@SlashDB Created The Ranking Digital Rights Corporate Accountability Index API I Was Asking For

I read a lot of blog posts, and press releases about open data these days, and when I find a dataset I think offers a lot of value, or is just interesting enough to help push forward, I either try to incorporate into my Adopta open data work, or I just put it out to my followers to see if anyone can help.

As I was monitoring the space yesterday I came across the Ranking Digital Rights 2015 Corporate Accountability Index, which "evaluates 16 of the world’s most powerful Internet and telecommunications companies on their disclosed commitments, policies, and practices that affect users’ freedom of expression and privacy."--I saw there was an excel and CSV versions of the report, but I didn't see an API, so I tweeted out:

Victor Olex (@agilevic) from SlashDB, turned around an API endpoint in a matter of a couple of hours. Here is what Victor sent me:

I took your Twitter challenge and created the API for Ranking Digital Rights data. The data model does not include scores for individual lines of business, but it does have all qualitative data needed to make sense of it. I did not write any data aggregation queries, but we can add those later. The whole thing works off a MySQL database model, which I designed and fed with data from the spreadsheet.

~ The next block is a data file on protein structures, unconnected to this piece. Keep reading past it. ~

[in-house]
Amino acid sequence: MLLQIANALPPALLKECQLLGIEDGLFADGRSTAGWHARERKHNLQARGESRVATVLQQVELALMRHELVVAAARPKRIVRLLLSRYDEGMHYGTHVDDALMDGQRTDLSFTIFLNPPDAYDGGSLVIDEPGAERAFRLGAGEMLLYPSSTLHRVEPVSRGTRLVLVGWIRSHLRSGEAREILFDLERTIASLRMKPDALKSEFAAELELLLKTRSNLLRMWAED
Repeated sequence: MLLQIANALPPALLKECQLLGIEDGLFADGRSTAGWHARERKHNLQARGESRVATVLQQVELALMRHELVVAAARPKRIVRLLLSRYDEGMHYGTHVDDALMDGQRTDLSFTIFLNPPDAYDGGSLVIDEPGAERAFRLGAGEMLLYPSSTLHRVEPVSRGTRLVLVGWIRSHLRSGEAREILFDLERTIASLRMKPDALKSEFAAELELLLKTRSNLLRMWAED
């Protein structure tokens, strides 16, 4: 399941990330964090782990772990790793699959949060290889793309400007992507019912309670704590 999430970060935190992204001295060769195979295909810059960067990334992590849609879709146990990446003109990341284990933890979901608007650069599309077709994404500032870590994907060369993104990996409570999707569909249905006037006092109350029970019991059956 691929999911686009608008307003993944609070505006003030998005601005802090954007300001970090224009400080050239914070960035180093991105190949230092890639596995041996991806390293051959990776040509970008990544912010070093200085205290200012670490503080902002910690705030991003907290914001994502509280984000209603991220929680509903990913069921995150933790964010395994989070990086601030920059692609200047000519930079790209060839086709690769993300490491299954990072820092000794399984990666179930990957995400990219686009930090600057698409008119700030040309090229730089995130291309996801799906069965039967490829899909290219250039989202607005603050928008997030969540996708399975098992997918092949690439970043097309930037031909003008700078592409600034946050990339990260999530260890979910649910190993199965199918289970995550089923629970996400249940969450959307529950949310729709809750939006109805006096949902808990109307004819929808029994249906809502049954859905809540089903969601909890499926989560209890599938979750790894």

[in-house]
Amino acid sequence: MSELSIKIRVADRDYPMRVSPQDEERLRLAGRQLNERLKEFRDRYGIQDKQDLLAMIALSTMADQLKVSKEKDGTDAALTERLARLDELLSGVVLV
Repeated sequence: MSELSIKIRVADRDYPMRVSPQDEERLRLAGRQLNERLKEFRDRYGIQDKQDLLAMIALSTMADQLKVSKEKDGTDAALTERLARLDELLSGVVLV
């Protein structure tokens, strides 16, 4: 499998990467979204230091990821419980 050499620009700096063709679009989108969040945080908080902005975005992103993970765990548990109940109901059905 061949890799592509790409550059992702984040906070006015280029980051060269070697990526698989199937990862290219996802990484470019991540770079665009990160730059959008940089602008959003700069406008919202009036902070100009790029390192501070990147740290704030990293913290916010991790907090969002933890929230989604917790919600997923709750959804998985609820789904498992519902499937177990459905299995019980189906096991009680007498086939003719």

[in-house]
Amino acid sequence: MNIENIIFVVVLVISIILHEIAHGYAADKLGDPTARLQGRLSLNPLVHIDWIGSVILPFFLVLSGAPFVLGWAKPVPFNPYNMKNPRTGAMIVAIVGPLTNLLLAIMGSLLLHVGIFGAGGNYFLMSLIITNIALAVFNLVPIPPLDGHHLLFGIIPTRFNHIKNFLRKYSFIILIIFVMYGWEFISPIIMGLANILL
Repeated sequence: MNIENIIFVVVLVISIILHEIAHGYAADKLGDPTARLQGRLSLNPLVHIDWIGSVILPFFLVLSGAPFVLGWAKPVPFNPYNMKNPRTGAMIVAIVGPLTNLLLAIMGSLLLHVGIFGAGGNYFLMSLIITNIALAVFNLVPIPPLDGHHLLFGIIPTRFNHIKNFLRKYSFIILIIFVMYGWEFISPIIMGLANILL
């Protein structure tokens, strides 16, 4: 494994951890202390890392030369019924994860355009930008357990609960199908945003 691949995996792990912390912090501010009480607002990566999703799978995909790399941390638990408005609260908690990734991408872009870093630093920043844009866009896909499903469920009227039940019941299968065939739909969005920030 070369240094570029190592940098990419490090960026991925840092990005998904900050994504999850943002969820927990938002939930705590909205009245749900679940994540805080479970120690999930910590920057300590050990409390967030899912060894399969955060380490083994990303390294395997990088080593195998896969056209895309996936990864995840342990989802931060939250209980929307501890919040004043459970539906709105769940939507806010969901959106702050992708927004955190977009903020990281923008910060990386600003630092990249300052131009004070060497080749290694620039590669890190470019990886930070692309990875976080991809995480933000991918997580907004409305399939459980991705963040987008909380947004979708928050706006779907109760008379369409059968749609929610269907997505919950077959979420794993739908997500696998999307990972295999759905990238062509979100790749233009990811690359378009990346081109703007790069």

Using SlashDB, Victor quickly generated the following endpoints for quick access to the digital rights data behind the report:

These are very resource oriented API endpoints, meaning they look like the raw resource they are generated from, but it demonstrates the value of using cloud services like SlashDB to do a lot of the heavy lifting for you when deploying an API. Getting an API up and running, so that you can start building web, mobile, data visualizations, and other tooling is an important first step--then you can also start iterating on, and begin the process of defining the next generation endpoints.

As you can see the SlashDB interface allows me to dill down using the URL, referencing the databases, relationships, and other resources that are exposed. What I like about SlashDB, is it lets you navigate the resources and relationships through the generated HTML pages, and then retrieve the XML or JSON you will need. 

Next steps for me, is I'd like to craft a simple Github Pages hosted landing page, and define a base set of meaningful API endpoints that would allow potential API consumers to quickly understand what is contained in the the Ranking Digital Rights 2015 Corporate Accountability Index, and hopefully incentivize someone building something cool on top of it.

Thanks to Victor Olex (@agilevic) and SlashDB more doing this important work--you guys rock!!